Nathan Williams and Stephen Pope refute the suggestion that they've made their first hip-hop album
"I feel like I was a real cocky motherfucker when I first started doing this," Nathan Williams says of his Wavves project. "I really believed I was the shit. Now, not so much, but as a songwriter, I think I'm better. You know the tone of [2010's] King of the Beach and the first two records? Like, I 'got no car, got no money,' but, I still got my parents' house to live in so it's not that bad. It could have been much worse, and now, my parents have no money and I'm paying their rent while I'm paying my mortgage. In general, the realness of life starts to hit you later on. That's more prominent on this record."
Still tentatively slated to arrive March 26 by way of new label home Mom + Pop, Williams' fourth full-length now has a (tentative) title as well: Afraid of Heights. Recorded at Sonora Recorders in Los Angeles' Los Feliz district, the album is, as Williams describes it, a record that's also rich in perspective. "Maybe six or seven of these songs actually take samples at some point from my original demos," he says. The interstellar gauze of "Mystic," for example, was built around a loop dating back to 2007. "That was the year my parents bought me a computer," Williams explains. "It was the first computer I ever owned, and I think that was the third or fourth session that I'd ever started in GarageBand. It was kind of cool to use that stuff. It goes back to the first couple of records and places them in a totally different context."
But the homespun qualities that defined much of his debut material are largely absent here, Williams, Pope, and producer John Hill (Rihanna, M.I.A., Santigold) having committed themselves, over the course of an entire year in the studio, to crafting a colossal, self-financed studio album, free of label expectation. "It's easy to say we wanted it to sound big," Pope says. "But we did. Five days a week starting last January, we'd go in at noon or one and stay until two or three in the morning. It was more than having a full-time job."
And though Hill's pedigree and Williams' continued exploration of beat-oriented textures with Sweet Valley (as well as his touring work with GZA and recent writing credit for Big Boi) has led to suggestions that Afraid of Heights might be Wavves' hip-hop album, the duo doesn't hear it. "There is some programming and we did build some songs off of samples and loops," Pope says of the claims, "but I don't hear hip-hop in it. Sonically, I think we expanded a lot on this album in finding sounds in general; I'm really proud. John does mainly pop and hip-hop stuff, but if you listen closely, it sounds really cool. He'll spend hours, for example, listening to Cambodian pop music from the 1970s, and then try to re-create those sounds using instruments he gets on eBay."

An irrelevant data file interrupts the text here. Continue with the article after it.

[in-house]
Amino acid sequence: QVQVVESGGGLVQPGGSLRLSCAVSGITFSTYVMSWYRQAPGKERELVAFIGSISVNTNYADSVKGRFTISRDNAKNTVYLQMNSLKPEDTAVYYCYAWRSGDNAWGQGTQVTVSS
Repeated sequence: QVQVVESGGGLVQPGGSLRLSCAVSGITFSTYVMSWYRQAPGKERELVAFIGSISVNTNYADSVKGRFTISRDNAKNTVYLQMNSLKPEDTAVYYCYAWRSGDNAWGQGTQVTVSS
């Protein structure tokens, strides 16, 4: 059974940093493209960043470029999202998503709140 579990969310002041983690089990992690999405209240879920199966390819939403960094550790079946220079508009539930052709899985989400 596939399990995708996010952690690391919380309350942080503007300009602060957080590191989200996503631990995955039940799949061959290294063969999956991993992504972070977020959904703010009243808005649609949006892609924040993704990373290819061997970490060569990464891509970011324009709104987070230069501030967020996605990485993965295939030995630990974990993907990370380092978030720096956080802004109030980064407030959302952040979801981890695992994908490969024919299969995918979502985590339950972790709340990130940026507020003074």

What listeners will discover instead is a shimmering, screwballing, fully immersive pop-punk record that draws influence not just from the gargantuan choruses of Weezer's self-titled debut ("I was listening to the Blue Album every day," Williams says. "Almost on repeat"), but terse expressions like those found on Agent Orange and Wire's Pink Flag. Additionally, Williams and Pope welcomed the Bronx's Jorma Vik to contribute drumwork and another new friend and fellow Los Angeleno, Jenny Lewis, into the studio to provide vocals on what would become the album's title track, as well as the recent Adult Swim single (and non-album cut) "Hippies Is Punks." "I'm still a little starstruck when I see her, because I went through a Saddle Creek phase when I was 15," Pope says of Lewis. "I was kinda into Rilo Kiley and obviously The Wizard is just amazing. She also brought us cookies. Weed cookies."
And, after a year away from the road, starting at this year's SXSW conference in March, Wavves will embark on a six-week North American tour to be followed by an additional spate of European dates over the summer. While support has yet to be confirmed, Williams spent a while looking for the right opener. "Usually, when you're booking a tour, the first band to play is really thirsty and hungry and entitled, just like we used to be," Williams says, "But when we were asked to think about who'd we want to see, it was like, we spend most of our time on tour looking up Korn cover bands, so for two months Steven and I tried to find a good-but-not-great Korn cover band that would go on tour with us for a few hundred bucks a night. But to no avail. It would have been awesome."
Still, despite Williams recent, Korn-y antics online, he says Afraid of Heights' highlights "Paranoid" and "That's on Me" (which includes a line reminsicent of Nirvana's "Come as You Are") finds him at his most honest as a songwriter. "I've always been fairly honest," the recent SPIN cover co-star explains. "But since people know me and the relationship I'm in, they could take out parts of a song like 'That's on Me' and know exactly what I'm talking about."